Deserved or not, the media and critics of the Bush administration have endowed the work of the 9/11 Commission with great prestige. For now, no current or future U.S. policymakers would dare scale back the government's terrorist database programs, a principal recommendation of the esteemed 9/11 Commission.

Civil liberties defenders might assert that military action over the past several years has crippled the effectiveness of the al Qaeda terror organization. The capture of Khalid Sheik Mohammed and other top al Qaeda operational figures may have eliminated the global reach of the organization. Or maybe not. Attacks still occurred in Madrid, London, and elsewhere. And others will argue that the aggressive U.S. military campaign abroad is only inspiring more Islamic youths to jihad, while also providing them with wonderful training opportunities and experienced instructors. It is unlikely that those most concerned about civil liberties in the U.S. would simultaneously argue for more aggressive American military action elsewhere in the world.

A "Reformed" Database Program

Of course, the choice between having a government anti-terror database or not is a false choice. Should it not be possible to have a database surveillance program that also contains appropriate civil liberties safeguards and proper Congressional oversight? Naturally; few would deny that such an intrusive government tool should remain under strict supervision.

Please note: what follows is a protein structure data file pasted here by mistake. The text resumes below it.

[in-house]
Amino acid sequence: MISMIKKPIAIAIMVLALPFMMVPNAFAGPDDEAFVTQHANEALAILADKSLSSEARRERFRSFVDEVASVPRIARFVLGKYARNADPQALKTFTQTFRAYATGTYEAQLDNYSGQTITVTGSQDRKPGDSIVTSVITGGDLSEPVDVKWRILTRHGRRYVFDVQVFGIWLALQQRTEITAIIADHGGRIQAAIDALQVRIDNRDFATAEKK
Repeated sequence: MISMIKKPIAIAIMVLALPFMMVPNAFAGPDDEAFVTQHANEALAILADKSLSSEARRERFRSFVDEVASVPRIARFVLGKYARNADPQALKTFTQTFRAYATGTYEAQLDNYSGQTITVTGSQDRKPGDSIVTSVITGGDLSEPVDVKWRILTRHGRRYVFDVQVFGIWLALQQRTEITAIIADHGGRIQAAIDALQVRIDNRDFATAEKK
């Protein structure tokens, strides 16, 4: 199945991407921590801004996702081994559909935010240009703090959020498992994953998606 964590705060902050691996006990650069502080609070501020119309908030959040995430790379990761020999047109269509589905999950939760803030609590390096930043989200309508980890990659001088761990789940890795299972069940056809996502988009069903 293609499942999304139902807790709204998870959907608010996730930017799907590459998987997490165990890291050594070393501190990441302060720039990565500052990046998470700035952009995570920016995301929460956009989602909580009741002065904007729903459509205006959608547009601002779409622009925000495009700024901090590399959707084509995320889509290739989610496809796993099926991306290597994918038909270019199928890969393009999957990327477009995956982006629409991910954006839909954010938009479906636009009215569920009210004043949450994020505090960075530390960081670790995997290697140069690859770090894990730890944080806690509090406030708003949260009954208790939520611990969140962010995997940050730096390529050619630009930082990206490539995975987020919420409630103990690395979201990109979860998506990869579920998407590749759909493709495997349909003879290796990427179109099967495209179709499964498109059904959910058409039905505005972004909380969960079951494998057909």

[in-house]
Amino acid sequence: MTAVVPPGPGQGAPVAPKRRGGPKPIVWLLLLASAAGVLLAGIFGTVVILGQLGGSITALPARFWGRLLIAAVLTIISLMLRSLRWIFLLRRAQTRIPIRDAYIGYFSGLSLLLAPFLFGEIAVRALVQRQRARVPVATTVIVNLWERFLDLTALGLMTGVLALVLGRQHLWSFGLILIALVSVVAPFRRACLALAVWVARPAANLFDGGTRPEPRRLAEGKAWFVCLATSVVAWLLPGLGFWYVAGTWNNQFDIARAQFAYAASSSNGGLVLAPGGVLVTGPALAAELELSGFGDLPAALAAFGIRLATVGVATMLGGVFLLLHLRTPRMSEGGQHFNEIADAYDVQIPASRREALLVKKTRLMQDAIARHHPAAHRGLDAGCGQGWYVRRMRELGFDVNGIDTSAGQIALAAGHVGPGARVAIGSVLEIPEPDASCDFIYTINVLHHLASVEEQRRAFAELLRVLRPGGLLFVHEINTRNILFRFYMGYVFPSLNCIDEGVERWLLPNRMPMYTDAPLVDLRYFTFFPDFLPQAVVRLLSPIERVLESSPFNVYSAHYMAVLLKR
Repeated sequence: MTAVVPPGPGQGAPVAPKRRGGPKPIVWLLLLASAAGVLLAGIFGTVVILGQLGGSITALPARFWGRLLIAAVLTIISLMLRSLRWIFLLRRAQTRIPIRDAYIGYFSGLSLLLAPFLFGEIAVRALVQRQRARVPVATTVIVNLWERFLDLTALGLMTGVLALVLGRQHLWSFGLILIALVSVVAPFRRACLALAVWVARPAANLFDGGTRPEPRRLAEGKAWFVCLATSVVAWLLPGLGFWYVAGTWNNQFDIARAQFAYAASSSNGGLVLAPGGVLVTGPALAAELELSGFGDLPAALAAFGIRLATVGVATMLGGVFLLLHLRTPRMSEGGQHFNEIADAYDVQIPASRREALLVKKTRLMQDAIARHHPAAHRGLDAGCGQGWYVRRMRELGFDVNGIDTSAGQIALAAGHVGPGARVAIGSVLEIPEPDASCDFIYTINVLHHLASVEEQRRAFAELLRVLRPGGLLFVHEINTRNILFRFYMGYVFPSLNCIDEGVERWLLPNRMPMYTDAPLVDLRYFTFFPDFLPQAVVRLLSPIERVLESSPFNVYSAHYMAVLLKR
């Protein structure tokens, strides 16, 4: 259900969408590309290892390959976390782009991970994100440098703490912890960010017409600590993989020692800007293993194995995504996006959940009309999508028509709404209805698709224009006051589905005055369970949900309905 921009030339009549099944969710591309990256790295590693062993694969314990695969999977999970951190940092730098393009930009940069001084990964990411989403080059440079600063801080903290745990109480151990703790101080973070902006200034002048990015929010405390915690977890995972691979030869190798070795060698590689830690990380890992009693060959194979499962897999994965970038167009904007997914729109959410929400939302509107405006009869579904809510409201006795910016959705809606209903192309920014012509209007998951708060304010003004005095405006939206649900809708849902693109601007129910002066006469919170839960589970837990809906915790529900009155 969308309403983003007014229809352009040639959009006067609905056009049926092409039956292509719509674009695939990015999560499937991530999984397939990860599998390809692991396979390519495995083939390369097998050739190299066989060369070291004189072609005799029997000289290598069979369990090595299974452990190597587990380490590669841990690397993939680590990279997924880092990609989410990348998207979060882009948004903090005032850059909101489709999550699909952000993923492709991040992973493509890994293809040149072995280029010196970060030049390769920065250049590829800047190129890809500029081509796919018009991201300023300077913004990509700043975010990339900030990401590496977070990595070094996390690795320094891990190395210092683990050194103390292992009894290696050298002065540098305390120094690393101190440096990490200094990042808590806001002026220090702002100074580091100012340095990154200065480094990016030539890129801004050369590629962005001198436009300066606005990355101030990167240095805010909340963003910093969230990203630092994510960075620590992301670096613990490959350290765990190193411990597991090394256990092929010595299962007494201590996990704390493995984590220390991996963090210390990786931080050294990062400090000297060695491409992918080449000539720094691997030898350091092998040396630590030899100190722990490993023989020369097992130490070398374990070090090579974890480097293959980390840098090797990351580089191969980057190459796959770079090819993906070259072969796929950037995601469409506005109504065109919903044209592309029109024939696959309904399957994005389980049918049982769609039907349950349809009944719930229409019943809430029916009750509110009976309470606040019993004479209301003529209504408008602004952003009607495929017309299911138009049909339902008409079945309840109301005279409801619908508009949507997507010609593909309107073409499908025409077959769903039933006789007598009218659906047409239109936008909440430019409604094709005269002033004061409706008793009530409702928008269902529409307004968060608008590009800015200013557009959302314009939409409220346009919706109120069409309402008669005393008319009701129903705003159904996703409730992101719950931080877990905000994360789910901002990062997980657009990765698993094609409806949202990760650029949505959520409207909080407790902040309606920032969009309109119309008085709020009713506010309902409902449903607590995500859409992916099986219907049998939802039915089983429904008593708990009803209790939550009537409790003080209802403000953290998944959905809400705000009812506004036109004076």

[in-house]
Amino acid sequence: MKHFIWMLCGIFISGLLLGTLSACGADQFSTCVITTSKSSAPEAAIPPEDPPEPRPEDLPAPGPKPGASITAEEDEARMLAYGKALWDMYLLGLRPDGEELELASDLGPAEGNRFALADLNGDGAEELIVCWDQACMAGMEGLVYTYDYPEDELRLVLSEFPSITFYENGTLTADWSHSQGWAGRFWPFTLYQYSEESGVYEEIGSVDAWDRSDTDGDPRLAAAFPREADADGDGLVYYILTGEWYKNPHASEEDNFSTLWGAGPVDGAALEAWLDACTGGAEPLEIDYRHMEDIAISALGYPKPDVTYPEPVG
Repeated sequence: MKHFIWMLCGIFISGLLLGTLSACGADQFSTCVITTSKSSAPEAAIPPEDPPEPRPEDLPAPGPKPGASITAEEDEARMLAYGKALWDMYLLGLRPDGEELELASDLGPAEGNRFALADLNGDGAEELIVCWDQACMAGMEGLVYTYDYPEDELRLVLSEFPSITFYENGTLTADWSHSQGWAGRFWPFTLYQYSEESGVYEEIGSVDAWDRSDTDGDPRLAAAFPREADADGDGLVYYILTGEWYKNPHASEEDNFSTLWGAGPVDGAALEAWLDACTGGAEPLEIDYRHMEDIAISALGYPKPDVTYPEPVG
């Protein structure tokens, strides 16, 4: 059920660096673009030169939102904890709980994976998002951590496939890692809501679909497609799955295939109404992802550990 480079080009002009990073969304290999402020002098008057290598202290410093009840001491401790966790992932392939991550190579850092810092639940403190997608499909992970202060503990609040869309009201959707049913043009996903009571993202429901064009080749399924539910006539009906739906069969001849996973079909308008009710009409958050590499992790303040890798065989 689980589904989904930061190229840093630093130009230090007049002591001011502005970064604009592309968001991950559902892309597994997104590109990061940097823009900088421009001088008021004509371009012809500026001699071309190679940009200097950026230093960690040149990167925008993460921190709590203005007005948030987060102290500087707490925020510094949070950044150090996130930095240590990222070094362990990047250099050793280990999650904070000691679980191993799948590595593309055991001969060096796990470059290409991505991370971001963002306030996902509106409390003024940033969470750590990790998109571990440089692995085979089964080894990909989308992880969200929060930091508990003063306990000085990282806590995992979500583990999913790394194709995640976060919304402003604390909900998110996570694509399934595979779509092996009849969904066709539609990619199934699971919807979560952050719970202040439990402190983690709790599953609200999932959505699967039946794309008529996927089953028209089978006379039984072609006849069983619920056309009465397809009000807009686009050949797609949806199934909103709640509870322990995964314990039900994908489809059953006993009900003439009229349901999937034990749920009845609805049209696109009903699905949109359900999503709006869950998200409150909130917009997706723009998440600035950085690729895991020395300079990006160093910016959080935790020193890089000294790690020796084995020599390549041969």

The problem is knowing how far to rein in the government's surveillance. The longer the country goes without a terror attack and the farther the pendulum swings toward protecting cherished civil liberties, the greater the risk of carving back the database program's capabilities too far. The country might discover how far "too far" is only after infiltrators have succeeded in striking.

The rapid expansion in the size and power of the U.S. government's anti-terrorist database surveillance should concern the public. It seems to be an axiom of government that successful programs started with the best of intentions must eventually turn into monsters. On the other hand, no American politician would dare defy the 9/11 Commission or risk loosening the country's security for no apparent political gain. Meanwhile it remains prudent to assume that al Qaeda and its followers persist in their quest to engineer another spectacular attack.